1. One Word: Glitter. Be forewarned: they will expect you to know how to make yourself up beauty
queen style. If you’re a mascara and BB cream girl like me, I strongly suggest you either a) find a knowledgeable host sister or b) youtube the hell out of contouring and eye shadow application. Invest in a good bright red lipstick and resign yourself to the inevitable glitter tornado that is the month of March. As for blotting paper, remember that you live in a tropical location and under NO CIRCUMSTANCES can you get makeup on your fancy dresses. If you’re too cheap for oil blotting sheets, know that paper napkins are a really scratchy, thin Plan B.
2. Fake it ’til you make it! For your inner princess, this is your chance to live it up–all eyes are on you! If you don’t have an inner princess, find your inner actress and fake it! Being a queen gives you a rare chance to communicate one message to the entire crowd, so make sure the message is, “I feel so lucky to be queen! This is the coolest experience I’ve ever had in Colombia! I’m having the time of my life up here! I hope I don’t fall!!” And more likely than not, it’ll be true.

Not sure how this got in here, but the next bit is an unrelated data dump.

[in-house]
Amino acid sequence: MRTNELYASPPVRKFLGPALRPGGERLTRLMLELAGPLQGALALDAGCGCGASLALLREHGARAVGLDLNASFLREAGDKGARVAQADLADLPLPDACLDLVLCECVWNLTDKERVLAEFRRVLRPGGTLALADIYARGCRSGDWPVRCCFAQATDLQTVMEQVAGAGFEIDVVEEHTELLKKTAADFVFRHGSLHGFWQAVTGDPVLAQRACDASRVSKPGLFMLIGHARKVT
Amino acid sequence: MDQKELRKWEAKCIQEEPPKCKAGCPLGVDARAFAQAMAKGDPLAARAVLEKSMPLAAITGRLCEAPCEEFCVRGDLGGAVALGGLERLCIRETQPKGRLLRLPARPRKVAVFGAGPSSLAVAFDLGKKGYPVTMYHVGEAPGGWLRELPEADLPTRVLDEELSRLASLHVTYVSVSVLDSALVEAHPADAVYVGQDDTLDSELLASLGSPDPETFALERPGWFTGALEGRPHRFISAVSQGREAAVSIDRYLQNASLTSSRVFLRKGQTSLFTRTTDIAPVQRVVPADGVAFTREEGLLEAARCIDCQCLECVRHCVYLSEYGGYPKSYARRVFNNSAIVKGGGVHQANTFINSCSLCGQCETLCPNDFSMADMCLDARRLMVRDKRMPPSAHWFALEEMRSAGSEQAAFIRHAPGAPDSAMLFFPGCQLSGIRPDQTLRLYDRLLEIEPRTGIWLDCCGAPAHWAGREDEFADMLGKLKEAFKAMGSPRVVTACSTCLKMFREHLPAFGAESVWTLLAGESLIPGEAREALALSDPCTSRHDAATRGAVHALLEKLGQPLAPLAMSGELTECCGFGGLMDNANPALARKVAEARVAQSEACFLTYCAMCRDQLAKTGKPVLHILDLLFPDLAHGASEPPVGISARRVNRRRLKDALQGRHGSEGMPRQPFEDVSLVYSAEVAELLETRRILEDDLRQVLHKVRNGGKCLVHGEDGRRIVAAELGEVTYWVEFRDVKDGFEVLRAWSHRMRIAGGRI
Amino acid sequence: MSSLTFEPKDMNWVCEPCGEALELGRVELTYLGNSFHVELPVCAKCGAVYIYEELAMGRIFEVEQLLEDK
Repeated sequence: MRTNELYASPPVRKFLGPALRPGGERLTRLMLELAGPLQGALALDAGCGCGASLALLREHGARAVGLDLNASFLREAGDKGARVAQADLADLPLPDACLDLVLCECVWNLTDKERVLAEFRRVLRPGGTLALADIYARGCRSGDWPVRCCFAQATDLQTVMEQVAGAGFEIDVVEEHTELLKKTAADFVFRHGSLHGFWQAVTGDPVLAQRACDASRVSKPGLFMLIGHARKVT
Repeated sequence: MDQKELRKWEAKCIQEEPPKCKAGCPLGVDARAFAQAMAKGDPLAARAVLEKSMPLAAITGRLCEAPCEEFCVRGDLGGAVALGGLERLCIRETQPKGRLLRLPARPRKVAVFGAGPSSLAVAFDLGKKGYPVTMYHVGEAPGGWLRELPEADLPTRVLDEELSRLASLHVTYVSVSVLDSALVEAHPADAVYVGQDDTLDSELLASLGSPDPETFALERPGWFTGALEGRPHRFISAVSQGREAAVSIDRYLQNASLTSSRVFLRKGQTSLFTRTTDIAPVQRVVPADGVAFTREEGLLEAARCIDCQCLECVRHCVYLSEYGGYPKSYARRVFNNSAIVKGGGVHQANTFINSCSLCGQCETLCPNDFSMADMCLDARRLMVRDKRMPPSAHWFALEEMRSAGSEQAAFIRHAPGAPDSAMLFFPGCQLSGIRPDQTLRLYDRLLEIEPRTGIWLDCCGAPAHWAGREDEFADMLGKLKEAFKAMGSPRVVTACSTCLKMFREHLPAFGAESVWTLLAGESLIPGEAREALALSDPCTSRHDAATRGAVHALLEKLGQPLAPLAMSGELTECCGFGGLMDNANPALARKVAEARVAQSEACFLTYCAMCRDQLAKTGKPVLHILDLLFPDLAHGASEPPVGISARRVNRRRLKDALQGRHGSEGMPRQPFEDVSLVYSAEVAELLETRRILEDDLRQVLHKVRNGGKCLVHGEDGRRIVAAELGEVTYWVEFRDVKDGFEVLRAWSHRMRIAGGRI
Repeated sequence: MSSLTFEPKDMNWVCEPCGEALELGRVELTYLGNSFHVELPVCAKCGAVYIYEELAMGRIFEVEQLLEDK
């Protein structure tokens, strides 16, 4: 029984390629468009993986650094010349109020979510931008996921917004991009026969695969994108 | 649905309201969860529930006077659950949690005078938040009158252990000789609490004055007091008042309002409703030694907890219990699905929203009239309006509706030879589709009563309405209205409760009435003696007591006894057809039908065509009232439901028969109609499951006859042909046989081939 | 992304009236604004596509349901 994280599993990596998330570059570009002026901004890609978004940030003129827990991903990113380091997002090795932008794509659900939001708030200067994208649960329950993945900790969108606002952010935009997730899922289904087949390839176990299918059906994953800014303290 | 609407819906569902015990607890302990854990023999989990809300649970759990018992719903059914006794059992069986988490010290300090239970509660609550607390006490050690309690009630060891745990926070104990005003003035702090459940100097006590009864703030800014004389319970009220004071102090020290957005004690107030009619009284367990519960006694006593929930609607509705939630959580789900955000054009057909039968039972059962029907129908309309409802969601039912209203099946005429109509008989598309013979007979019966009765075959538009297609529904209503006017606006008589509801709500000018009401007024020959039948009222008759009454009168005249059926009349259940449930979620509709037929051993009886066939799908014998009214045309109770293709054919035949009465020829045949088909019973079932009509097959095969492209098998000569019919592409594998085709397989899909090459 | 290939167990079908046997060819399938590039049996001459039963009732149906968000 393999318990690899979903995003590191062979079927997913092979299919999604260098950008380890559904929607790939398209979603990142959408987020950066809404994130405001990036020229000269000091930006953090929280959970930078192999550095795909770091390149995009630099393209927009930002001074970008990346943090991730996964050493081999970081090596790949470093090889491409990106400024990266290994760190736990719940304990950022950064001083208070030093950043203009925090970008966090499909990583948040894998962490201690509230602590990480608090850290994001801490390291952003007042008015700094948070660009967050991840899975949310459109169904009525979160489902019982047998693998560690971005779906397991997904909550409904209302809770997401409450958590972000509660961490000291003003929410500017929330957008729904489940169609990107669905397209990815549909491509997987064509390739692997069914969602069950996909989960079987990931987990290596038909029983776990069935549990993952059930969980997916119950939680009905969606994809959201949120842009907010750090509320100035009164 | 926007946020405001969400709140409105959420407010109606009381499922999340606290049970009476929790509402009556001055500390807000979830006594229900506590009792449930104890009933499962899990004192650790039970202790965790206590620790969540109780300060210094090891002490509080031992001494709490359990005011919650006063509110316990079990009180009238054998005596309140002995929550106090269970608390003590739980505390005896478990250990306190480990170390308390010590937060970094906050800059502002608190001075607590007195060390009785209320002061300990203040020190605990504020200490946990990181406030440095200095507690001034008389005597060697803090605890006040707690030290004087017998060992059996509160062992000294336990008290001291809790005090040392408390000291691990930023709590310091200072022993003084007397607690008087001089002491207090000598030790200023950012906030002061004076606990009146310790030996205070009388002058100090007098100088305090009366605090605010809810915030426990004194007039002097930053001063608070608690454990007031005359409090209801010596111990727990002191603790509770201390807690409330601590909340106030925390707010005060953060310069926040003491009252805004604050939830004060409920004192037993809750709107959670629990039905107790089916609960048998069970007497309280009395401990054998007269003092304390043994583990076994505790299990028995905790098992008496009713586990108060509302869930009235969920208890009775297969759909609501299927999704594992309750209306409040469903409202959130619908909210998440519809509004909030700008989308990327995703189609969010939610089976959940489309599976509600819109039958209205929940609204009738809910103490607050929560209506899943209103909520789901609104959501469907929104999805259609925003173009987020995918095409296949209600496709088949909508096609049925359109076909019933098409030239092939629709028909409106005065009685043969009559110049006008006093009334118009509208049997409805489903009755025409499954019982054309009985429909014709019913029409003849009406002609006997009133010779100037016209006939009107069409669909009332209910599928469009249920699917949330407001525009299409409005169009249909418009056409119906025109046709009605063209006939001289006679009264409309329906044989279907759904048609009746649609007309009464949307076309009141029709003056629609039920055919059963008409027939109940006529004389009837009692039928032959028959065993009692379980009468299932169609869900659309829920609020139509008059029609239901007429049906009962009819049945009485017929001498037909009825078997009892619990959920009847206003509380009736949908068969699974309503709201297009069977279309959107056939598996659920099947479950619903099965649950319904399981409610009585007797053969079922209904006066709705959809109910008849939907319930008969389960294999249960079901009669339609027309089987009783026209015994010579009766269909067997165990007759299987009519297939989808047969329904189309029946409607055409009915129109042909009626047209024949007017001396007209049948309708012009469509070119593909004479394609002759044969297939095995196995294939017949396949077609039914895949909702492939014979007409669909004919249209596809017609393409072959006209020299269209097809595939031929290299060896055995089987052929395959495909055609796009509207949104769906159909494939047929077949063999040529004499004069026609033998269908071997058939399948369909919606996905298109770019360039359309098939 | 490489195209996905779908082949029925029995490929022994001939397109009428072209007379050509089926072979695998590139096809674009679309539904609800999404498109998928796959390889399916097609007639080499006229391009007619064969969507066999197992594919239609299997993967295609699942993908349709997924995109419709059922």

3. Find a reina expert. For me, this was my host mother. Her daughter had been a child queen, so she knew the who, what and when of the queenly business. I had no CLUE, which led to more than a few mishaps. Warning: you are responsible for nagging the school to pay
for the dresses (if you’re lucky) (they still owe me), for going to fittings you didn’t know about, for picking up and dropping off the stuff in a timetable you have no idea about, and for finding someone to do your hair before every event. Thankfully, my host mom rescued me from several dramatic emergencies regarding the above rules.
4. Smile for the camera! Camera to the nth power…If I’m ever a real celebrity, I’ll be ready! The smartphones, not-smartphones, pocket cameras and, the most baffling, professional photographers come out at any time. Once, I went to a parade in the nearby town with a bunch of